It’s easy to ignore your student loans while you’re in school — if no bills are due, why would loan payments be on your mind? It’s a practical strategy to wait till you’ve graduated to start repaying your debt, but you can make your loans more affordable if you start chipping away at it early.
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There are plenty of reasons to save or earn a little extra money while you’re a student: build an emergency fund, set aside money to buy a home or car, save for retirement or allow yourself the occasional treat. At the same time, if you’re able, starting to work on repaying education debt will allow you more financial flexibility in the future. If you’re one of the millions of students financing your education this year, here are some ways to reduce your debt while you’re still in school.
1. Pay the Interest
Most loans accrue interest while you’re in school. Federal direct subsidized Stafford loans are an exception, because these loans are awarded to undergraduates with financial need, and the Department of Education pays interest on these loans while the student is enrolled at least half-time in school, in the grace period before repayment and during any period of deferment.
Other loans will accrue interest from the day they’re disbursed, and that can add up to a considerable amount of money, depending on the size of the loan, the interest rate and the amount of time between disbursement and repayment.
“If possible, pay the interest on the loan while still in school,” said Megan McClean, managing director and federal relations for the National Association of Student Financial Aid Administrators (NASFAA).
To make payments on your student loan interest, you’ll need to go through your loan servicer. You should be contacted by your loan servicer when your loan is disbursed, but in case you’re not sure how to access your loan information, you can reach out to your school’s financial aid department and ask an adviser to work with you.
2. Return Your Refund
Once your loan has been disbursed to your school and your tuition and fees have been covered, you may receive a refund check for the remaining loan balance. Sometimes, that causes students to realize they’ve borrowed more than they need, or they don’t know what to do with the money and spend it unwisely.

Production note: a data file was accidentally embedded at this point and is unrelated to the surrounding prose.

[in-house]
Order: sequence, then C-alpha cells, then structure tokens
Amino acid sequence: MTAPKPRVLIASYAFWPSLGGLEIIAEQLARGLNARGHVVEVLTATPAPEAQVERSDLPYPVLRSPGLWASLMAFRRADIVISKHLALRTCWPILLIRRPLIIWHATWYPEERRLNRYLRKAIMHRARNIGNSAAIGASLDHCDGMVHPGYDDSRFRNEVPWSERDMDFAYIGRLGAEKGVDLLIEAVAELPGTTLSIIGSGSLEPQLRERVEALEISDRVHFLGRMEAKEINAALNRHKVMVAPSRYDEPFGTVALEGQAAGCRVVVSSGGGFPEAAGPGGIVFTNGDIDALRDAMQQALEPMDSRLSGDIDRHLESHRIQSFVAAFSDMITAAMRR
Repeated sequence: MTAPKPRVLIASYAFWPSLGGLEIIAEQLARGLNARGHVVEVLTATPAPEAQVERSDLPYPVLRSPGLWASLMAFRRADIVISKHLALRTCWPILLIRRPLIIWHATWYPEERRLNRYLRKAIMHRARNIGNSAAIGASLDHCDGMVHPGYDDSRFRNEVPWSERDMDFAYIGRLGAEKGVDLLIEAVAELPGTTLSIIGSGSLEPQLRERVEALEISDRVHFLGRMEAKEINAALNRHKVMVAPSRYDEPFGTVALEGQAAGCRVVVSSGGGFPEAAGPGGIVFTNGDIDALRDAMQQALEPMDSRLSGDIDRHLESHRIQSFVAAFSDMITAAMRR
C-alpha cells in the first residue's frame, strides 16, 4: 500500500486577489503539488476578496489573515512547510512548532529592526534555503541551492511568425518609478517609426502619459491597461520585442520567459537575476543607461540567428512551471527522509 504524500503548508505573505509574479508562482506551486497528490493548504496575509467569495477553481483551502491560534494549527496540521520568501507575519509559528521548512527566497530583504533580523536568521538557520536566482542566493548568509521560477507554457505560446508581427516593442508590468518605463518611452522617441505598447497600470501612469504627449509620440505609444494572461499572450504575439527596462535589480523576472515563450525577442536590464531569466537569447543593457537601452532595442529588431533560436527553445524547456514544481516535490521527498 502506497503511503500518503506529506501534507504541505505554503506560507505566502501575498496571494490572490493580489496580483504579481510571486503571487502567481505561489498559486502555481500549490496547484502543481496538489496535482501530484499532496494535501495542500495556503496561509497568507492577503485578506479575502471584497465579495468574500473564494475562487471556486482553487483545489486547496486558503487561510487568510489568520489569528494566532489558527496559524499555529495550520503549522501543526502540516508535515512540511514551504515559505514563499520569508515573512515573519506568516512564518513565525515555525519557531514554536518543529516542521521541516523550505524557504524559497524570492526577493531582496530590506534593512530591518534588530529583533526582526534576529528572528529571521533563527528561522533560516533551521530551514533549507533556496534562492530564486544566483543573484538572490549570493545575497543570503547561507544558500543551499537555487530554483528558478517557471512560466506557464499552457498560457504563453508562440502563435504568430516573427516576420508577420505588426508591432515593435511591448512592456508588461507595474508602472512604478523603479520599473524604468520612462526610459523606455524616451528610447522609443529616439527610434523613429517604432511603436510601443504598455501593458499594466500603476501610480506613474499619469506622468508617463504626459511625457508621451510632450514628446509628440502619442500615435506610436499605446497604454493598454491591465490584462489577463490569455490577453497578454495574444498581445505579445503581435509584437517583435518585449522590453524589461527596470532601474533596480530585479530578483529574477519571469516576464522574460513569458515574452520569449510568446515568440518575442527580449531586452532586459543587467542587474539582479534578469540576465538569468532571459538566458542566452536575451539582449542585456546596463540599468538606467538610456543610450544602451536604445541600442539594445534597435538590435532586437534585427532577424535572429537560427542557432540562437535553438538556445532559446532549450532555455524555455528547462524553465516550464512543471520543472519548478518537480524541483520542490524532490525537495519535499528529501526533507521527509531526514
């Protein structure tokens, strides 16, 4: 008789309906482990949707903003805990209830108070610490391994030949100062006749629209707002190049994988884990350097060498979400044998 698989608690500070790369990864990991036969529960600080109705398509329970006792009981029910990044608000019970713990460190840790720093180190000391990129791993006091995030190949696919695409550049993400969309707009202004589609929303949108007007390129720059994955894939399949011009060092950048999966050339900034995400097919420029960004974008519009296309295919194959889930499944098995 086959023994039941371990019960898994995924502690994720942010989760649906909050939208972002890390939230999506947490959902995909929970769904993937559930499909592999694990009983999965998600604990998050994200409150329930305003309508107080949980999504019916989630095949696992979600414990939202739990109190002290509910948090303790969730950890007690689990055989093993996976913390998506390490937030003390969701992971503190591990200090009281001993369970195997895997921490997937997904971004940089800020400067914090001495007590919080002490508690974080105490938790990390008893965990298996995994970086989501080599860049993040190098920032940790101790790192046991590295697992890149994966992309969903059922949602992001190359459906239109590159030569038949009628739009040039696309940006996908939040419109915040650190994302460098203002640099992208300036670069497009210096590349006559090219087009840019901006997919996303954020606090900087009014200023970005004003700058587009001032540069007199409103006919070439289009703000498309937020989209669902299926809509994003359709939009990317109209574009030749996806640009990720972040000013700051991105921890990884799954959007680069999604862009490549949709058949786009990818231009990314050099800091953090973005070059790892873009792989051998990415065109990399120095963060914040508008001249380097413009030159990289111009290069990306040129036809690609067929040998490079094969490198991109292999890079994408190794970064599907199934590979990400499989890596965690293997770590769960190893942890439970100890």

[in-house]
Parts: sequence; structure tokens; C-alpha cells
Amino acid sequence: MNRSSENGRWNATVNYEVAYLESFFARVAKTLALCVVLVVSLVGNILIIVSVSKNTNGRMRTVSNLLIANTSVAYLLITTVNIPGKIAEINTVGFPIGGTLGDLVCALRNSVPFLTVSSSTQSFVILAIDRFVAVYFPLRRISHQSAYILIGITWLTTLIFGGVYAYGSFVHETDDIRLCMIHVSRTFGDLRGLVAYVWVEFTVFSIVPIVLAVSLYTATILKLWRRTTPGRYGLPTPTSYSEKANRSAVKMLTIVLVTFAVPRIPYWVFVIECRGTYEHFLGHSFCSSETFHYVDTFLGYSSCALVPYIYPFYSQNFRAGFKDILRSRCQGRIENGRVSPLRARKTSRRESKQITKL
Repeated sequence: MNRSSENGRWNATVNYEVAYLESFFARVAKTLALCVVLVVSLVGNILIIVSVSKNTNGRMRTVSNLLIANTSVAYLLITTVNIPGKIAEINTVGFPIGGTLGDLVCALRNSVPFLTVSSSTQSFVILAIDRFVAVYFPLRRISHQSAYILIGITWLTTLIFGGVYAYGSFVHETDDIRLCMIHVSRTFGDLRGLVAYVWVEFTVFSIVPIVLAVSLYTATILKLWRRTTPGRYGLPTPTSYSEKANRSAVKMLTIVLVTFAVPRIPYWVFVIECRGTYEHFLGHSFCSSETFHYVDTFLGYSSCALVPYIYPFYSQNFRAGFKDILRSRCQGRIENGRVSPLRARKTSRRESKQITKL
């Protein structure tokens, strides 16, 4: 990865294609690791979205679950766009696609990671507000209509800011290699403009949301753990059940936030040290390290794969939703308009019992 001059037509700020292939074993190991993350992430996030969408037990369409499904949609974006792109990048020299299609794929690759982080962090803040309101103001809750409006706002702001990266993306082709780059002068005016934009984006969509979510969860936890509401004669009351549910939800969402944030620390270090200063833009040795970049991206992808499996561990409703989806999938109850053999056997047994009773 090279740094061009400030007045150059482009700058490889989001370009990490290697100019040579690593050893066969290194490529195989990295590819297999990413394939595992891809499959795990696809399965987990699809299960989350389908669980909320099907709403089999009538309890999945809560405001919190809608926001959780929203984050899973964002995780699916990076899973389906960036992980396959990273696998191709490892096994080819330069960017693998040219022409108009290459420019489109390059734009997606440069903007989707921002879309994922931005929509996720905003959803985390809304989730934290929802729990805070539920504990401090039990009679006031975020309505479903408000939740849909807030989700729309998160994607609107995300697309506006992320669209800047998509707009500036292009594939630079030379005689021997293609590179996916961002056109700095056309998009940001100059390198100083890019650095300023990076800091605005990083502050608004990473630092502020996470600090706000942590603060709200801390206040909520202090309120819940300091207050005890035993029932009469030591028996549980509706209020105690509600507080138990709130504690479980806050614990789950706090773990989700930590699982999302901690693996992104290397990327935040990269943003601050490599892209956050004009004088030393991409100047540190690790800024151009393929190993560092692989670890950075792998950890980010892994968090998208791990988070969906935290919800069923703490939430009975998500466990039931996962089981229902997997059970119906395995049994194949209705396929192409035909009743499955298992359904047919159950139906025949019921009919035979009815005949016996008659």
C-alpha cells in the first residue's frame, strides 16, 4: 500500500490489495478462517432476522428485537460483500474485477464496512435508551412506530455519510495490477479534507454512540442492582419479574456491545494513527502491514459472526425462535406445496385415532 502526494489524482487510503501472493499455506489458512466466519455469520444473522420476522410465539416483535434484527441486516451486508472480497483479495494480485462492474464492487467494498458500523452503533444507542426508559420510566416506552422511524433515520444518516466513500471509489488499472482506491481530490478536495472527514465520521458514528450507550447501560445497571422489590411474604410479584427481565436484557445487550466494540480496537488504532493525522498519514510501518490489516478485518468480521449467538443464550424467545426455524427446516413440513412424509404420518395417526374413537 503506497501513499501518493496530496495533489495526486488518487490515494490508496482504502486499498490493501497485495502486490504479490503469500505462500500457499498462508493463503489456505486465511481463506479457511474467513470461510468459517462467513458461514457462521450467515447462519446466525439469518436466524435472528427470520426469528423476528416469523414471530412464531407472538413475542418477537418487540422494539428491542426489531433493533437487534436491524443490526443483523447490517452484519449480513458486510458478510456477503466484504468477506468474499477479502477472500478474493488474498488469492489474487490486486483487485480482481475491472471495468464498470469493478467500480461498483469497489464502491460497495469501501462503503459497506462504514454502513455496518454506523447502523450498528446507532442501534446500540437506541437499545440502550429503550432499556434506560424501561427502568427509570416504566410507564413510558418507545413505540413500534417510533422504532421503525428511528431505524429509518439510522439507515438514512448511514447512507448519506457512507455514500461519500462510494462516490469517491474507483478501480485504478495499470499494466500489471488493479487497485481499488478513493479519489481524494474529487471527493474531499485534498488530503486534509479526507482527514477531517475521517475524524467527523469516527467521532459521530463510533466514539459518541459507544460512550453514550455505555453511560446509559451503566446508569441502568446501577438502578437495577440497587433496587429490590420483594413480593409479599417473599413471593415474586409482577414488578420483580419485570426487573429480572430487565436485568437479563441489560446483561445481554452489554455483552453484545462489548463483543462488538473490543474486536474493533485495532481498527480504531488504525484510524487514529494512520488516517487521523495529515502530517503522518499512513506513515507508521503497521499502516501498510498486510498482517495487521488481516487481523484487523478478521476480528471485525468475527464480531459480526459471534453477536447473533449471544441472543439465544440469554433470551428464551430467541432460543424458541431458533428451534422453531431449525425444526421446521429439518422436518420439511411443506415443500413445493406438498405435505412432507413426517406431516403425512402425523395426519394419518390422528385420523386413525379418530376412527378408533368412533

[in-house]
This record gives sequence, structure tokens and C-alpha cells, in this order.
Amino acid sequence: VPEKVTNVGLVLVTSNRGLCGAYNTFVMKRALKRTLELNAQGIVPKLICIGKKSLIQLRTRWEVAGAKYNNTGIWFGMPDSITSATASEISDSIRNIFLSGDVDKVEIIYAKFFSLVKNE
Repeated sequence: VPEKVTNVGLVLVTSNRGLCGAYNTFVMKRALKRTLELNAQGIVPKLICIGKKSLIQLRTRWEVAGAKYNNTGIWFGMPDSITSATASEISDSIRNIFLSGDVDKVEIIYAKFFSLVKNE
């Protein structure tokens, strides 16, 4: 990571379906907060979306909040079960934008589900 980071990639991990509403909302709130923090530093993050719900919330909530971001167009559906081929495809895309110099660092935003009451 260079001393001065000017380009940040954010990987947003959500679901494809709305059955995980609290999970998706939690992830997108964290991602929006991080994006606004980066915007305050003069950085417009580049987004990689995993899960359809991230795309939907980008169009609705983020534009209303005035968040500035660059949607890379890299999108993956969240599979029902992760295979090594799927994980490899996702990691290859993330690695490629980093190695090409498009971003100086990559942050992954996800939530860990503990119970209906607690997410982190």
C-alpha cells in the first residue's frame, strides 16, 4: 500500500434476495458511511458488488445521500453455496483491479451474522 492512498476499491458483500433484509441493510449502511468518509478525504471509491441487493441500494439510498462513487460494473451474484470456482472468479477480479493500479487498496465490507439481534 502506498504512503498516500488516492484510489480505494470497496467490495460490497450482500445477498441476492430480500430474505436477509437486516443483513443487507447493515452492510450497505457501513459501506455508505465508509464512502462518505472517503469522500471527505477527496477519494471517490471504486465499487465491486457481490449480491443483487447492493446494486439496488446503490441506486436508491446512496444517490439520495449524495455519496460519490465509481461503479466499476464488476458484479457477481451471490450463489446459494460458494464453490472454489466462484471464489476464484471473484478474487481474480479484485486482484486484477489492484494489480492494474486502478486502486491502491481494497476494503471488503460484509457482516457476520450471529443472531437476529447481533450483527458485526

“A lot of parents and students don’t know this: The amount you are awarded on your financial aid award letter, you don’t have to take it all,” McClean said. Ideally, you only accept the amount you need, but if you’re past that point, the loan has been disbursed and you receive a refund, you can give that money back to your loan servicer.
If it’s an unsubsidized loan, it will have started to accrue interest. Your options for returning part of the loan vary based on several factors, and you’ll want to consult your loan servicer and financial aid department to make sure you proceed properly.
“If any student is getting a refund check and realizes, ‘Whoa I don’t need all this money,'” said Karen McCarthy, senior policy analyst for NASFAA. “They should consult with the aid office to make sure they really don’t need that money. … You don’t you want to send money back and realize you can’t pay your rent next month because you were supposed to use loan money for that.”
If you’ve been issued a refund check already, it’s a little more complicated to return the money, rather than having the school return it for you, McCarthy said, so it’s best to pay attention early on so you don’t borrow more than you need.
3. Cancel Your Loans
Another option for reducing debt: Cancel it. Use student loans only for what you need. Perhaps when you accepted your financial aid award, you thought you’d need more than you did, but now that school has started, you realize you could have taken out a smaller amount of loans. Even shaving $500 off your loan balance will translate to significant savings, McCarthy said.
“Whenever a school disburses a loan to a student’s account, they’re required to send a right to cancel notice,” McCarthy said. The letter will explain the timeframe within which the student can cancel or reduce the loan amount and have the school send back the money on the student’s behalf.
No matter your repayment strategy, make sure you’re staying on top of your loan payments. Falling behind can seriously damage your credit and increase the cost of education loans, and that will have a negative impact on other aspects of your finances. Student loans generally must be repaid, and they can help your credit if you handle them responsibly. To see how student loans affect your credit, you can check two of your credit scores for free on Credit.com.